Lugar de Noticias Haynes and Boone

Fifth Circuit Nixes Court-Ordered Deadline to Act on Drilling Permits
Wolf McGavran

On March 15, the Fifth Circuit temporarily stayed a court-imposed deadline that would have required federal off-shore regulators to act on certain drilling permits in the Gulf of Mexico. The Fifth Circuit’s order came just four days before the March 19 deadline imposed by Judge Martin Feldman of the U.S. District Court for the Eastern District of Louisiana.

The Fifth Circuit’s order does not explain its reasons for staying the deadline. In requesting the stay, the administration argued that the permits at issue had yet to meet permitting requirements and that mandating immediate action would disrupt the efficient review of permit applications. Furthermore, forcing the Bureau of Ocean Energy Management, Regulation and Enforcement (BOEMRE), the agency tasked with processing off-shore drilling permits, to take action on the handful of drilling permits at issue in the case would come at the expense of other permits that were closer to approval.

The permits at issue had been pending for four to nine months. Prior to the Deepwater Horizon oil spill, such permits were processed in approximately two weeks. In his February 17 order requiring action on the drilling permits, Judge Feldman found that, while some delays might be justified, “[d]elays of four months and more in the permitting process . . . are unreasonable, unacceptable, and unjustified by the evidence before the Court.” Judge Feldman also noted that, although there was currently no drilling moratorium in effect, “it appears that the government has considered no applications for any activities falling within the scope of the moratorium.” On February 28, BOEMRE issued its first deepwater drilling permit since the Deepwater Horizon oil spill.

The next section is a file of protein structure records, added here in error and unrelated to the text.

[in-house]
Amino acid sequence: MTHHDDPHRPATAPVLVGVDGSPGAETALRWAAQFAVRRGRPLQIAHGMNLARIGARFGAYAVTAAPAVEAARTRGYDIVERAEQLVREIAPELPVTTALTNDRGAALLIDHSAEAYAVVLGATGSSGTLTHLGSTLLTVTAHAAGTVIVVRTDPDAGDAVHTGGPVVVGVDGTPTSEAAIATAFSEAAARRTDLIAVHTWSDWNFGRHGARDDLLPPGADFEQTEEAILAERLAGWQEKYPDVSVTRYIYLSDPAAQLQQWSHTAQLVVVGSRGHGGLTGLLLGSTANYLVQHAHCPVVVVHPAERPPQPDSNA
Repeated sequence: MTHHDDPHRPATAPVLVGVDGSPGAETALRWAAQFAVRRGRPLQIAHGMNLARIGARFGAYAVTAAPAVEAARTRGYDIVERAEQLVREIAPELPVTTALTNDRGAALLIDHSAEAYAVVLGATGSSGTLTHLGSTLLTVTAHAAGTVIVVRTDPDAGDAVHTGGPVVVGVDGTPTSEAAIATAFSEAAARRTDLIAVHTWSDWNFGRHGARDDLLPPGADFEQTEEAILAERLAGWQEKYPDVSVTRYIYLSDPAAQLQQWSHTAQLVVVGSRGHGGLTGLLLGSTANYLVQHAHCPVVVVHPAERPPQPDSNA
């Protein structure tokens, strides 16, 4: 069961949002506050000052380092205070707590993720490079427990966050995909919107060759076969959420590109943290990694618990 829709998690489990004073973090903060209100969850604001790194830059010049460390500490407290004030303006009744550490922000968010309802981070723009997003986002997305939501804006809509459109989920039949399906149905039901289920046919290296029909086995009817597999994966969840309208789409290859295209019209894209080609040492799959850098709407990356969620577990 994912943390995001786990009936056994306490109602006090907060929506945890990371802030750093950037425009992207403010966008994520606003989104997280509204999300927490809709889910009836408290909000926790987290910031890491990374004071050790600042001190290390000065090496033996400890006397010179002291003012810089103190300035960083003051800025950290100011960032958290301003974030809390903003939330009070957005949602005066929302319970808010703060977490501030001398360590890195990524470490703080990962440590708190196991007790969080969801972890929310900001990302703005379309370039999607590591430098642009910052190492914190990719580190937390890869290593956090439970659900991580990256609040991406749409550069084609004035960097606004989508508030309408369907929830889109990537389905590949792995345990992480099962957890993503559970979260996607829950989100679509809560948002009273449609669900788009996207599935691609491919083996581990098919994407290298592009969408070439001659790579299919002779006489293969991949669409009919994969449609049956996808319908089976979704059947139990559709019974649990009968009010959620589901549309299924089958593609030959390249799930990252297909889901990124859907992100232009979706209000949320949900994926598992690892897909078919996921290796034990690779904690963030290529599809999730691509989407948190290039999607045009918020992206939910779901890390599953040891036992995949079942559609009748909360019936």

Judge Feldman previously drew attention when, three months after the explosions on the Deepwater Horizon, he temporarily enjoined the Interior Department from enforcing a six-month drilling moratorium.

As published in the American Bar Association Section of Litigation, Energy Litigation News & Developments on March 18, 2011.